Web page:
They also kick-start the heart sometimes with their roller-coaster ride. It's quite possible to find a positive review hard on the heels of an extremely negative one, or vice-versa. Sometimes you wonder if people are reading the same book.
They all have value though. Some days we need that positive review, to bring us out of the Joe Btfspflk cloud of misery,(if you're too young to get that reference, google Li'l Abner).
But the negative ones have worth too. I'm not talking here about the reviews that give a rating with the comment "I haven't read this book, but I don't like the cover so I'm giving it one star" or "I gave three positive reviews today so it's this book's turn for a negative-one star." I mean the critical review that gives you a new perspective on your plotting or character development. These are the reviews that help us hone our writing, that improve our connection to our readers. We need to gulp down that feeling of disappointment that someone didn't love our book and instead, hang onto the fact that someone cared enough to tell us how we can do better. In this sense, the negative reviews are more valuable than the positives.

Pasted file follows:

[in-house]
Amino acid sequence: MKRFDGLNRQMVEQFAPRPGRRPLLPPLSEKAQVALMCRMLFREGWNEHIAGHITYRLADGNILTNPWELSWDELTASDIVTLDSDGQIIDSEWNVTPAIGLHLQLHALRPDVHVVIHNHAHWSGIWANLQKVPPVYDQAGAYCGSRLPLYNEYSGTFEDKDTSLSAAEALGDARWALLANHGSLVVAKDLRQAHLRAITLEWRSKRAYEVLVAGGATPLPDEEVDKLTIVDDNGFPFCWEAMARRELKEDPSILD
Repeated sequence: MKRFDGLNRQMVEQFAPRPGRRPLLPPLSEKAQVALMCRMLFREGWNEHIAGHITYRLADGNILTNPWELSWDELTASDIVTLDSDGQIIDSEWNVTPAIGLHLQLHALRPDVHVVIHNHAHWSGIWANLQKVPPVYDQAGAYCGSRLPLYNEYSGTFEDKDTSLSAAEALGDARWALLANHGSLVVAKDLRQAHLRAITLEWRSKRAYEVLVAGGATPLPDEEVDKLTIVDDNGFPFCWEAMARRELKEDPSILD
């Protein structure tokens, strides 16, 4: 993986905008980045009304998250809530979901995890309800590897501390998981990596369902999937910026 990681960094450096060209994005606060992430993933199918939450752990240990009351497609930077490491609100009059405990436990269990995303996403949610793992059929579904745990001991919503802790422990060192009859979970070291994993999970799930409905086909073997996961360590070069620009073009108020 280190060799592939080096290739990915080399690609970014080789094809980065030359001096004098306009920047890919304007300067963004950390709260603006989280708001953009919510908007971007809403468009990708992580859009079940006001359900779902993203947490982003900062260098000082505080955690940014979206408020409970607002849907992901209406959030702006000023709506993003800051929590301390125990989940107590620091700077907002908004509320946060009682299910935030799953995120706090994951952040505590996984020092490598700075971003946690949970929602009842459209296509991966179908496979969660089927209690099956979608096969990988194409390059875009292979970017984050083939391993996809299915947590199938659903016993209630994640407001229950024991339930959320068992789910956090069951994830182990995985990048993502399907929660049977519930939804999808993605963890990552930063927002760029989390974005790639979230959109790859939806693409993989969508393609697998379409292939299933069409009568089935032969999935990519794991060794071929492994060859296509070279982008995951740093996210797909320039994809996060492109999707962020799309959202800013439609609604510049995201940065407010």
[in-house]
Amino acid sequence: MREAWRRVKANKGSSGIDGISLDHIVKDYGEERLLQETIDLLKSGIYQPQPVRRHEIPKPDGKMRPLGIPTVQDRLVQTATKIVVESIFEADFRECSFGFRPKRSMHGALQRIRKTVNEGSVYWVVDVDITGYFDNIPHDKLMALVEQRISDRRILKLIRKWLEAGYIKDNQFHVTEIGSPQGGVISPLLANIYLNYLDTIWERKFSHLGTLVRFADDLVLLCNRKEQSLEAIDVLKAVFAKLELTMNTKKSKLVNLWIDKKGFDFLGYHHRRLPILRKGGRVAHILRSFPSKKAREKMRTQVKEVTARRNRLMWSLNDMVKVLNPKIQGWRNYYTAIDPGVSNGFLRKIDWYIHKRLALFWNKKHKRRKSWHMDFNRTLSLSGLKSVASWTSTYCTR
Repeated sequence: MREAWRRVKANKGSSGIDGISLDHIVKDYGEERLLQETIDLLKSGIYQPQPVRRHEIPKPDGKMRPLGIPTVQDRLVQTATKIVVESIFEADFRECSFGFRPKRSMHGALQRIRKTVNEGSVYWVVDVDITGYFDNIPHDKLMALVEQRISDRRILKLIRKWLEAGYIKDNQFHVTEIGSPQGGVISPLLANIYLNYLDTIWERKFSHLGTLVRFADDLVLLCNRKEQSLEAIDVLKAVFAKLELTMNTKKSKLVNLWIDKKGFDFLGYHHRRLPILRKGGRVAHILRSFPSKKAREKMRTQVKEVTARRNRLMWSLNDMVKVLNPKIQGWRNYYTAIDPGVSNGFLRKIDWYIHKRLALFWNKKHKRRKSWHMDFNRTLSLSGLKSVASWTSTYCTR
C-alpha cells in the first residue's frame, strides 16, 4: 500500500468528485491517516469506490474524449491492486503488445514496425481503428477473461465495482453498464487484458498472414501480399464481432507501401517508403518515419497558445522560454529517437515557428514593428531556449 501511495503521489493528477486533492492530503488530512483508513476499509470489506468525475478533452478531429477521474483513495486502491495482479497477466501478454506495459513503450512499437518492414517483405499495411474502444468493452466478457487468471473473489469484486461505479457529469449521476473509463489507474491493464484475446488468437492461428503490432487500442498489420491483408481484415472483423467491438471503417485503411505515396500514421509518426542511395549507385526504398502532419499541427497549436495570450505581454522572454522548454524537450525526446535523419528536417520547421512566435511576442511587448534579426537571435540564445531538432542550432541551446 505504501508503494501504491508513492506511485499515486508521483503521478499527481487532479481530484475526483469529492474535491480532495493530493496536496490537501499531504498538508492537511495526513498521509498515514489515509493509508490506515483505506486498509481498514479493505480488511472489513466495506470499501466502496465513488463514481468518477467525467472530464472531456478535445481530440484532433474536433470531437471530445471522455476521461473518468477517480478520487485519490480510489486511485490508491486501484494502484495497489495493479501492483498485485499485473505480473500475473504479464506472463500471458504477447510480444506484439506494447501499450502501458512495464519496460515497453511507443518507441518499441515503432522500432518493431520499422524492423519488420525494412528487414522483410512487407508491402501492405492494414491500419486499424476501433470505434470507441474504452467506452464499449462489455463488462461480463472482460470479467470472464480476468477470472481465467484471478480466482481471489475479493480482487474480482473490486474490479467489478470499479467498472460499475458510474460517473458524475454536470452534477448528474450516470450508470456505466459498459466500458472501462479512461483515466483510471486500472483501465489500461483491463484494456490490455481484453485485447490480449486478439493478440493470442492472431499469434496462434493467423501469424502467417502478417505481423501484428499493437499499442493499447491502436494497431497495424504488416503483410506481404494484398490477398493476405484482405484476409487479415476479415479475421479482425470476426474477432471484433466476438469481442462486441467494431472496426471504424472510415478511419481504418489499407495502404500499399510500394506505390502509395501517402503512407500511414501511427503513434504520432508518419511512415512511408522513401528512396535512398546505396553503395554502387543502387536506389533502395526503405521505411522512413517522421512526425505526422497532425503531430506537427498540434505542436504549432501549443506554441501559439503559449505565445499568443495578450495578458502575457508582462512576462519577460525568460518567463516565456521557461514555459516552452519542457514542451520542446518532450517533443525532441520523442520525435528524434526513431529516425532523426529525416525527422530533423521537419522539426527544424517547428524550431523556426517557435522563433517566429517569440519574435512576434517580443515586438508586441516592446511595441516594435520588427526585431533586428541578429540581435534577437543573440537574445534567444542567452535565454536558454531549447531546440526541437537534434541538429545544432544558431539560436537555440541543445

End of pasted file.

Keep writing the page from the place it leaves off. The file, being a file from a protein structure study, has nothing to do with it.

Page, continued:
Reactions to a story are as diverse as the people who read them. Any time a writer becomes despondent after an especially bad review, she has to remind herself she is not alone. Agatha Christie, Queen of Crime, who has been outsold only by Shakespeare and the Bible, got bad reviews. So did Hemingway. So did Charles Dickens.
So, it's time to read our report card, start again, and take note of the teacher's comment, even when it says, "Must do better."
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